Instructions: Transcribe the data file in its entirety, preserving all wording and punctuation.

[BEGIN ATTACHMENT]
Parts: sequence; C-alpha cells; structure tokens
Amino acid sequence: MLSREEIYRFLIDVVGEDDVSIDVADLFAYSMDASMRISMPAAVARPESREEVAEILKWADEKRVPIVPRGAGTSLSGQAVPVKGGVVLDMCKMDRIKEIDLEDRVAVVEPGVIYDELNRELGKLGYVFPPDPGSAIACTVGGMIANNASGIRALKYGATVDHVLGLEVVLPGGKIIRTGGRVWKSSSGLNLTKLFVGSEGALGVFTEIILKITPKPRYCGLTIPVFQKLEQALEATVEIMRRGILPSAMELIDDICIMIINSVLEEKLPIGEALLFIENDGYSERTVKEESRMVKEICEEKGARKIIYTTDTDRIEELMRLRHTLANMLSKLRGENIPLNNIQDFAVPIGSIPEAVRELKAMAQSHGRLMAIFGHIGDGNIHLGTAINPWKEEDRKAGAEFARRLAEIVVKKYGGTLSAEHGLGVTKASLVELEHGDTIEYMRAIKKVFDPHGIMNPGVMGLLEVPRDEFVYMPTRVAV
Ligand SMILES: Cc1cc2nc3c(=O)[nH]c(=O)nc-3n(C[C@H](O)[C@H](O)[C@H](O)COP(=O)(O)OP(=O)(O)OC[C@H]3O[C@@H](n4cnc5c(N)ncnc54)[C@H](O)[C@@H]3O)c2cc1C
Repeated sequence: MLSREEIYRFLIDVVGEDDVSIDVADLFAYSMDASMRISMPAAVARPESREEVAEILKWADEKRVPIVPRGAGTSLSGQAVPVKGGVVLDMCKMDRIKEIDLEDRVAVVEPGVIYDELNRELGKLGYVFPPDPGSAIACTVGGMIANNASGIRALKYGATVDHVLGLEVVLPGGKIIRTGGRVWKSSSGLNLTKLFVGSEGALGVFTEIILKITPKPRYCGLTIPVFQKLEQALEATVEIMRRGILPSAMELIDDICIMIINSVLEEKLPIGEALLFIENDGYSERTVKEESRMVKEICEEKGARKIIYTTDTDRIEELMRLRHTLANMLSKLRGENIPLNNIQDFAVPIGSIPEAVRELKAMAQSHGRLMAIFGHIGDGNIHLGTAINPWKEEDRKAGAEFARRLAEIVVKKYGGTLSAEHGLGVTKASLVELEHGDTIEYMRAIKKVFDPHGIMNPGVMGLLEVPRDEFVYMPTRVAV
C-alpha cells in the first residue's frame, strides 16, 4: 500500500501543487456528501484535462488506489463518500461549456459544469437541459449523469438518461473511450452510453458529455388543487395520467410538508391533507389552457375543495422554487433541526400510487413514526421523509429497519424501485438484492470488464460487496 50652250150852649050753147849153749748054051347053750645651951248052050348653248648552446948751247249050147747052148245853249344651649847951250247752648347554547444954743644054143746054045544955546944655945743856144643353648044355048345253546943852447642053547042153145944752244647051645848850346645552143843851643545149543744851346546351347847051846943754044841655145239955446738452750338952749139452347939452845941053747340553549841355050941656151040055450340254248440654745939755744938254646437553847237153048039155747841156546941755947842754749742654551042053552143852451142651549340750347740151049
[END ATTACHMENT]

Parts: sequence; C-alpha cells; structure tokens
Amino acid sequence: MLSREEIYRFLIDVVGEDDVSIDVADLFAYSMDASMRISMPAAVARPESREEVAEILKWADEKRVPIVPRGAGTSLSGQAVPVKGGVVLDMCKMDRIKEIDLEDRVAVVEPGVIYDELNRELGKLGYVFPPDPGSAIACTVGGMIANNASGIRALKYGATVDHVLGLEVVLPGGKIIRTGGRVWKSSSGLNLTKLFVGSEGALGVFTEIILKITPKPRYCGLTIPVFQKLEQALEATVEIMRRGILPSAMELIDDICIMIINSVLEEKLPIGEALLFIENDGYSERTVKEESRMVKEICEEKGARKIIYTTDTDRIEELMRLRHTLANMLSKLRGENIPLNNIQDFAVPIGSIPEAVRELKAMAQSHGRLMAIFGHIGDGNIHLGTAINPWKEEDRKAGAEFARRLAEIVVKKYGGTLSAEHGLGVTKASLVELEHGDTIEYMRAIKKVFDPHGIMNPGVMGLLEVPRDEFVYMPTRVAV
Ligand SMILES: Cc1cc2nc3c(=O)[nH]c(=O)nc-3n(C[C@H](O)[C@H](O)[C@H](O)COP(=O)(O)OP(=O)(O)OC[C@H]3O[C@@H](n4cnc5c(N)ncnc54)[C@H](O)[C@@H]3O)c2cc1C
Repeated sequence: MLSREEIYRFLIDVVGEDDVSIDVADLFAYSMDASMRISMPAAVARPESREEVAEILKWADEKRVPIVPRGAGTSLSGQAVPVKGGVVLDMCKMDRIKEIDLEDRVAVVEPGVIYDELNRELGKLGYVFPPDPGSAIACTVGGMIANNASGIRALKYGATVDHVLGLEVVLPGGKIIRTGGRVWKSSSGLNLTKLFVGSEGALGVFTEIILKITPKPRYCGLTIPVFQKLEQALEATVEIMRRGILPSAMELIDDICIMIINSVLEEKLPIGEALLFIENDGYSERTVKEESRMVKEICEEKGARKIIYTTDTDRIEELMRLRHTLANMLSKLRGENIPLNNIQDFAVPIGSIPEAVRELKAMAQSHGRLMAIFGHIGDGNIHLGTAINPWKEEDRKAGAEFARRLAEIVVKKYGGTLSAEHGLGVTKASLVELEHGDTIEYMRAIKKVFDPHGIMNPGVMGLLEVPRDEFVYMPTRVAV
C-alpha cells in the first residue's frame, strides 16, 4: 500500500501543487456528501484535462488506489463518500461549456459544469437541459449523469438518461473511450452510453458529455388543487395520467410538508391533507389552457375543495422554487433541526400510487413514526421523509429497519424501485438484492470488464460487496 50652250150852649050753147849153749748054051347053750645651951248052050348653248648552446948751247249050147747052148245853249344651649847951250247752648347554547444954743644054143746054045544955546944655945743856144643353648044355048345253546943852447642053547042153145944752244647051645848850346645552143843851643545149543744851346546351347847051846943754044841655145239955446738452750338952749139452347939452845941053747340553549841355050941656151040055450340254248440654745939755744938254646437553847237153048039155747841156546941755947842754749742654551042053552143852451142651549340750347740151049